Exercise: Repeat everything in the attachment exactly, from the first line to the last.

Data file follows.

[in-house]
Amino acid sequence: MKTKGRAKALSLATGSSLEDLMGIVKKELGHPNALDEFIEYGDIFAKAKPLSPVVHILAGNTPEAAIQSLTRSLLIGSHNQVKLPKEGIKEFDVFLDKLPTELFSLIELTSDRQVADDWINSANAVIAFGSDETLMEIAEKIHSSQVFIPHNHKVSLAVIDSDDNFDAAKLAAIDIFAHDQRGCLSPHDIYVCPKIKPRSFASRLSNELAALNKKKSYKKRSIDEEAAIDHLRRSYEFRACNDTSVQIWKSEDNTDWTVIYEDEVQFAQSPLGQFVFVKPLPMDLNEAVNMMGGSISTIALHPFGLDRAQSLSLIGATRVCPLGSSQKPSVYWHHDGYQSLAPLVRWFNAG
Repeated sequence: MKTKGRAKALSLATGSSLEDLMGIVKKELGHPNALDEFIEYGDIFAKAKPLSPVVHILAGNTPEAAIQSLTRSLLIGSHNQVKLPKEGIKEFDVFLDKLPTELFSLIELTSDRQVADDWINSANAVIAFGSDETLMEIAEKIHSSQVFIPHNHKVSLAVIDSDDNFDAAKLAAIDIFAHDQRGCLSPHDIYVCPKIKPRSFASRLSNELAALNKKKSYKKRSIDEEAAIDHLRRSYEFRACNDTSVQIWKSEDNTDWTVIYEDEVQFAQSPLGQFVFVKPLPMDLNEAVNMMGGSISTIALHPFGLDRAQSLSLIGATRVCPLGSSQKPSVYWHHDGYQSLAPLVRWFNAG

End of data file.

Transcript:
[in-house]
Amino acid sequence: MKTKGRAKALSLATGSSLEDLMGIVKKELGHPNALDEFIEYGDIFAKAKPLSPVVHILAGNTPEAAIQSLTRSLLIGSHNQVKLPKEGIKEFDVFLDKLPTELFSLIELTSDRQVADDWINSANAVIAFGSDETLMEIAEKIHSSQVFIPHNHKVSLAVIDSDDNFDAAKLAAIDIFAHDQRGCLSPHDIYVCPKIKPRSFASRLSNELAALNKKKSYKKRSIDEEAAIDHLRRSYEFRACNDTSVQIWKSEDNTDWTVIYEDEVQFAQSPLGQFVFVKPLPMDLNEAVNMMGGSISTIALHPFGLDRAQSLSLIGATRVCPLGSSQKPSVYWHHDGYQSLAPLVRWFNAG
Repeated sequence: MKTKGRAKALSLATGSSLEDLMGIVKKELGHPNALDEFIEYGDIFAKAKPLSPVVHILAGNTPEAAIQSLTRSLLIGSHNQVKLPKEGIKEFDVFLDKLPTELFSLIELTSDRQVADDWINSANAVIAFGSDETLMEIAEKIHSSQVFIPHNHKVSLAVIDSDDNFDAAKLAAIDIFAHDQRGCLSPHDIYVCPKIKPRSFASRLSNELAALNKKKSYKKRSIDEEAAIDHLRRSYEFRACNDTSVQIWKSEDNTDWTVIYEDEVQFAQSPLGQFVFVKPLPMDLNEAVNMMGGSISTIALHPFGLDRAQSLSLIGATRVCPLGSSQKPSVYWHHDGYQSLAPLVRWFNAG